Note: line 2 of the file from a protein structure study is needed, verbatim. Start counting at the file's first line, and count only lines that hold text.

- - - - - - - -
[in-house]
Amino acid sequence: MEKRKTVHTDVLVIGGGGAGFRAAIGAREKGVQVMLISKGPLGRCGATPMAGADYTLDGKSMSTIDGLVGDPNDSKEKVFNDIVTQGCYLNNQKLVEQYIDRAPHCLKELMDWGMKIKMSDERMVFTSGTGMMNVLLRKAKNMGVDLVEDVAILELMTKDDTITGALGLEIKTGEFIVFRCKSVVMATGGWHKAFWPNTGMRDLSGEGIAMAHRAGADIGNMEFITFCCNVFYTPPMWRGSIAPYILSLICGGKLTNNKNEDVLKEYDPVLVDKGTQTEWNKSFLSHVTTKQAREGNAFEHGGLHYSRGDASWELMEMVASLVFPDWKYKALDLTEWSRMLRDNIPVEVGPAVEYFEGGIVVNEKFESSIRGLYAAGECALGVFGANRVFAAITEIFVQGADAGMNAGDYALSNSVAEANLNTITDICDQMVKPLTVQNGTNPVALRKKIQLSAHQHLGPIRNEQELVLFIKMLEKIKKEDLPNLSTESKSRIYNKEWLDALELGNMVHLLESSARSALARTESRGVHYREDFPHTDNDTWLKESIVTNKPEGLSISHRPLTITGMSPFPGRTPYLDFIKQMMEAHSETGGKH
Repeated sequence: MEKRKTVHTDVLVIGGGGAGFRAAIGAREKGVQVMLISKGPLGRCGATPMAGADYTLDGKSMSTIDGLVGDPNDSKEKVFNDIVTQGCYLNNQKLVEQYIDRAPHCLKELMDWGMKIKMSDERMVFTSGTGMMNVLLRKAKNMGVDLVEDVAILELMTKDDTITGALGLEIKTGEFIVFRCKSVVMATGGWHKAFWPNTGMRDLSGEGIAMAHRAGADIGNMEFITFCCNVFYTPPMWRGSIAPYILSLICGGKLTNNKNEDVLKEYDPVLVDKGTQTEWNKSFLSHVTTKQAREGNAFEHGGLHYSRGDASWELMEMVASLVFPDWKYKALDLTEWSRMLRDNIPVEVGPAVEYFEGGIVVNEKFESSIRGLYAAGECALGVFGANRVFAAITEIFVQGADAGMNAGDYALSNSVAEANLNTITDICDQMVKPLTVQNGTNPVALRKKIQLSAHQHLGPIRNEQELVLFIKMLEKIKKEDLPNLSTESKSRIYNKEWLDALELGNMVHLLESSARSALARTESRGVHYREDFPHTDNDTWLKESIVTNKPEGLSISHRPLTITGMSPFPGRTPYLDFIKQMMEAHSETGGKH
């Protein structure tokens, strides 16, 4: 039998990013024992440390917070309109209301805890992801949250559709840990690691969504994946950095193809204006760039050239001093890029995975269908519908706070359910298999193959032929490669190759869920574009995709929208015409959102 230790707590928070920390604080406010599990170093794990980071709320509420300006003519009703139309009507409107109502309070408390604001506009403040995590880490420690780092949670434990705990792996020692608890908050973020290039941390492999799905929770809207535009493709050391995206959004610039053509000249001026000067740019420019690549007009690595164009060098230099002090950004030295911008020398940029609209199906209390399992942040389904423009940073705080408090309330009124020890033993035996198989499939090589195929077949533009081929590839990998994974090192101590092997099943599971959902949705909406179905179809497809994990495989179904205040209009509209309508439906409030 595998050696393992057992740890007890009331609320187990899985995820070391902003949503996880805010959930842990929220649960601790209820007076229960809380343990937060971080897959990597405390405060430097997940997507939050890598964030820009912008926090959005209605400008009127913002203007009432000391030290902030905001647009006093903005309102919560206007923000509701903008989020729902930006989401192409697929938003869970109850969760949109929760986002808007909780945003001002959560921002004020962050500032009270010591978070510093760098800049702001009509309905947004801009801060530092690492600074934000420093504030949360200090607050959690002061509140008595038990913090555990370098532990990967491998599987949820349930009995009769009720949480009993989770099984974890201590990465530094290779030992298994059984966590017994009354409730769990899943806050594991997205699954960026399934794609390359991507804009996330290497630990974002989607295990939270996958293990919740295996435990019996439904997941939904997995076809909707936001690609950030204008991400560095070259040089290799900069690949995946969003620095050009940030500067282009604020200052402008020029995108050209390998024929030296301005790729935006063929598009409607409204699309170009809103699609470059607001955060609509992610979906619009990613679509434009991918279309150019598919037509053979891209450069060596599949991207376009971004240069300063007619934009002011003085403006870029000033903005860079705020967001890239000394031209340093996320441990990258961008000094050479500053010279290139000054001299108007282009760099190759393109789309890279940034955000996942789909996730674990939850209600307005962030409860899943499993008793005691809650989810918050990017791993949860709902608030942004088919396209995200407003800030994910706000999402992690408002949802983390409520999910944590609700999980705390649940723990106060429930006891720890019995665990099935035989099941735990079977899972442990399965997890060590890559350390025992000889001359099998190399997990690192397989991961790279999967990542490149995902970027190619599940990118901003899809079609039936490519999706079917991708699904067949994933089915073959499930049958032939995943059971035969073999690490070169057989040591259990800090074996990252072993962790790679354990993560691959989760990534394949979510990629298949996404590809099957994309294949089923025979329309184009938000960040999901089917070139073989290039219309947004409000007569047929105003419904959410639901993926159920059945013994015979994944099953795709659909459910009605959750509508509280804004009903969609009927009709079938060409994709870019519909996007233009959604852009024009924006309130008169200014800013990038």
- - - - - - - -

Amino acid sequence: MEKRKTVHTDVLVIGGGGAGFRAAIGAREKGVQVMLISKGPLGRCGATPMAGADYTLDGKSMSTIDGLVGDPNDSKEKVFNDIVTQGCYLNNQKLVEQYIDRAPHCLKELMDWGMKIKMSDERMVFTSGTGMMNVLLRKAKNMGVDLVEDVAILELMTKDDTITGALGLEIKTGEFIVFRCKSVVMATGGWHKAFWPNTGMRDLSGEGIAMAHRAGADIGNMEFITFCCNVFYTPPMWRGSIAPYILSLICGGKLTNNKNEDVLKEYDPVLVDKGTQTEWNKSFLSHVTTKQAREGNAFEHGGLHYSRGDASWELMEMVASLVFPDWKYKALDLTEWSRMLRDNIPVEVGPAVEYFEGGIVVNEKFESSIRGLYAAGECALGVFGANRVFAAITEIFVQGADAGMNAGDYALSNSVAEANLNTITDICDQMVKPLTVQNGTNPVALRKKIQLSAHQHLGPIRNEQELVLFIKMLEKIKKEDLPNLSTESKSRIYNKEWLDALELGNMVHLLESSARSALARTESRGVHYREDFPHTDNDTWLKESIVTNKPEGLSISHRPLTITGMSPFPGRTPYLDFIKQMMEAHSETGGKH